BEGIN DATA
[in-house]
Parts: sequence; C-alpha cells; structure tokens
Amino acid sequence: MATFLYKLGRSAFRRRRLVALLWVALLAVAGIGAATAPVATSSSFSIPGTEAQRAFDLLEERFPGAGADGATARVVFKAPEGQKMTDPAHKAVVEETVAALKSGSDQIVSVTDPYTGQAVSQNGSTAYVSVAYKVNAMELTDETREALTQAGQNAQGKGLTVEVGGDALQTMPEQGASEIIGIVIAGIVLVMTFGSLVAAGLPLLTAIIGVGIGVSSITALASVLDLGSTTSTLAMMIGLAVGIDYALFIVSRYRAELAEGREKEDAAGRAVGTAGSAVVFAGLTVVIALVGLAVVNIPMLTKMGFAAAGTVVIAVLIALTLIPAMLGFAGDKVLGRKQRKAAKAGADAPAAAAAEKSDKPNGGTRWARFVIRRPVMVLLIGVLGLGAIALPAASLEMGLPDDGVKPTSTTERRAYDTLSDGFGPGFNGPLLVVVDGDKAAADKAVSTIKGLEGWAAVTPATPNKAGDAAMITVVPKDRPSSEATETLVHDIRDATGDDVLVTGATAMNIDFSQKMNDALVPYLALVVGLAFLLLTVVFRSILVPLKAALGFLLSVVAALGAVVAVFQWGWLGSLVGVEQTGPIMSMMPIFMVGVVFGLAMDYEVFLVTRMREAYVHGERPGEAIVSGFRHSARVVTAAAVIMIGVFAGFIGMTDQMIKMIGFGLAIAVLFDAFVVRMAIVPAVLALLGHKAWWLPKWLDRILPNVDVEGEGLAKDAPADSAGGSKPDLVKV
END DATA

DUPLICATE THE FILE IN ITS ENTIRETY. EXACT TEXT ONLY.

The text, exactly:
[in-house]
Parts: sequence; C-alpha cells; structure tokens
Amino acid sequence: MATFLYKLGRSAFRRRRLVALLWVALLAVAGIGAATAPVATSSSFSIPGTEAQRAFDLLEERFPGAGADGATARVVFKAPEGQKMTDPAHKAVVEETVAALKSGSDQIVSVTDPYTGQAVSQNGSTAYVSVAYKVNAMELTDETREALTQAGQNAQGKGLTVEVGGDALQTMPEQGASEIIGIVIAGIVLVMTFGSLVAAGLPLLTAIIGVGIGVSSITALASVLDLGSTTSTLAMMIGLAVGIDYALFIVSRYRAELAEGREKEDAAGRAVGTAGSAVVFAGLTVVIALVGLAVVNIPMLTKMGFAAAGTVVIAVLIALTLIPAMLGFAGDKVLGRKQRKAAKAGADAPAAAAAEKSDKPNGGTRWARFVIRRPVMVLLIGVLGLGAIALPAASLEMGLPDDGVKPTSTTERRAYDTLSDGFGPGFNGPLLVVVDGDKAAADKAVSTIKGLEGWAAVTPATPNKAGDAAMITVVPKDRPSSEATETLVHDIRDATGDDVLVTGATAMNIDFSQKMNDALVPYLALVVGLAFLLLTVVFRSILVPLKAALGFLLSVVAALGAVVAVFQWGWLGSLVGVEQTGPIMSMMPIFMVGVVFGLAMDYEVFLVTRMREAYVHGERPGEAIVSGFRHSARVVTAAAVIMIGVFAGFIGMTDQMIKMIGFGLAIAVLFDAFVVRMAIVPAVLALLGHKAWWLPKWLDRILPNVDVEGEGLAKDAPADSAGGSKPDLVKV